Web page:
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How to Write a Great Opening Line for Poetry: Tips and Examples

Written by MasterClass

Last updated: Jan 16, 2020 • 4 min read

Great poets like E. E. Cummings, Pablo Neruda, Langston Hughes, and Robert Burns may write in different poetic styles, but they all have one thing in common: the ability to write an unforgettable opening line. The opening line of a poem should grab the reader’s attention, invoke the thematic intentions of the poem, and give an insight into the poet’s writing style.



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Why Is the Opening Line of a Poem Important?

Just like with a novel, a short story, song lyrics, or any other piece of creative writing, the first line of a poem should give the reader a reason to continue reading. A poet might accomplish this by presenting a striking image, a thematically rich turn of phrase, or an unusual use figurative language within the first words. In the case of narrative poems, the opening lines may serve to introduce a character or plot device. Regardless of the type of poem, the opening line serves the same purpose: to hook the reader and encourage them to read the whole poem, not stopping until the very last line.

11 Examples of Poetry Opening Lines

There are a thousand different ways to begin a poem, but the best poets have a way of grabbing the reader’s attention from the very onset. Here are some examples of poems by famous poets that have particularly striking first lines—in fact, for many of them the first line functions as the de facto title of the poem.

  1. “I wandered lonely as a cloud” from “I Wandered Lonely As A Cloud (Daffodils)” by William Wordsworth
  2. “Whose woods these are I think I know” from “Stopping by Woods on a Snowy Evening” by Robert Frost
  3. “Because I could not stop for Death” from “Because I could not stop for Death” by Emily Dickinson
  4. “How do I love thee? Let me count the ways” from “How Do I Love Thee? (Sonnet 43)” by Elizabeth Barrett Browning
  5. “Shall I compare thee to a summer’s day?” from “Sonnet 18” by William Shakespeare
  6. “Two roads diverged in a yellow wood” from “The Road Not Taken” by Robert Frost
  7. “Let us go then, you and I” from “The Love Song of J. Alfred Prufrock” by T.S. Eliot
  8. “O Captain! my Captain! our fearful trip is done” from “O Captain! My Captain!” by Walt Whitman
  9. “Bright star, would I were stedfast as thou art” from “Bright star, would I were stedfast as thou art” by John Keats
  10. “I celebrate myself, and sing myself” from “Song of Myself” by Walt Whitman
  11. “All the hills and vales along” from “All the hills and vales along” by Charles Sorley
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4 Tips for Starting Your Poem

Writing poetry can be exceedingly difficult, especially when it comes to writing the perfect opening line. A poem’s opening line represents the first time a reader has the chance to see your writing style or absorb your poem’s subject matter. Here are some great tips to help nudge you in the direction of writing the perfect opening line for your poem:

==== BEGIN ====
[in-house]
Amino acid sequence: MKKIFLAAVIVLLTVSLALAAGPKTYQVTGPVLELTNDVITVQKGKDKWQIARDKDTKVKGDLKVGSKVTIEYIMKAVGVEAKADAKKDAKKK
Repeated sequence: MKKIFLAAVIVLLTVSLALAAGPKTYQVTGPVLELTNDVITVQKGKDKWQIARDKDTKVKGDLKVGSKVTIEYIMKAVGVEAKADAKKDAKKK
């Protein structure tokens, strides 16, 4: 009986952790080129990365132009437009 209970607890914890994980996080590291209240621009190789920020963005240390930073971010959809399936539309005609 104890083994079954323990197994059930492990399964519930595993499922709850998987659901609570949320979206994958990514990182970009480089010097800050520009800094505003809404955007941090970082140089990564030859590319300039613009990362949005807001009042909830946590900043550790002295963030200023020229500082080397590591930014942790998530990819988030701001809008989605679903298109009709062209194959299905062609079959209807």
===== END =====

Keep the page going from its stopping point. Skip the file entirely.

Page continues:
1. Consider your form. Before writing your opening line, you should know what kind of poem you are writing. Different types of poetry might require different techniques and priorities when crafting an indelible opening line. If you’re writing a haiku, you’ll want to pay special attention to the syllable count. A rhyming limerick demands that you establish the rhyme scheme within the first line. Free verse poems—which are not rhyming poems nor are they bound by a specific meter—offer a chance to focus purely on choosing the right words or expressing an idea. No matter what type of poem you’re writing, you’ll need to pay attention to your poetic form in order to write the best possible opening line for your own poems.
  2. Begin by freewriting. Poetry writing can be arduous. Sometimes, it’s helpful to give your brain the freedom to daydream and wander when writing poems, unburdened by the shackles of rhyme scheme, meter or line breaks. That’s where freewriting comes in. Begin with the seed of your poetry idea; perhaps it’s something as small as an image or a phrase. Force yourself to jot down as many words, ideas, or images as you can without stopping. Keep writing until you’ve filled the entire page with writing ideas or poetic phrases. At the very least, this exercise can serve as useful writing practice and may generate ideas for other writing projects, but oftentimes freewriting can yield kernels of good poetry and even a great opening line.
  3. Draw from personal experience. Great opening lines forge an immediate emotional connection with the reader. Though it’s possible to be inspired by abstract writing prompts, usually the best place to start is personal experience. Try to incorporate your actual memories, personal reflections, or lived experiences into your poetry. Starting your poem off with something personal and unique to your own life will give your poetry a jolt of authenticity and specificity.
  4. Read your first line out loud. People don’t just read poetry; they recite it to others. If you’re having trouble writing a beautiful opening line, think about how your poem sounds when read aloud. The best lines of poetry have an appealing sonic quality to them, and many famous poems marry crisp imagery with pleasing sounds in their opening lines. Edgar Allen Poe’s opening line of “The Raven” uses alliteration to produce a satisfying staccato effect when read aloud. Other literary devices like assonance or internal rhyme can function as dynamic poem starters. Always read your own poetry out loud to see how your first line rolls off the tongue.


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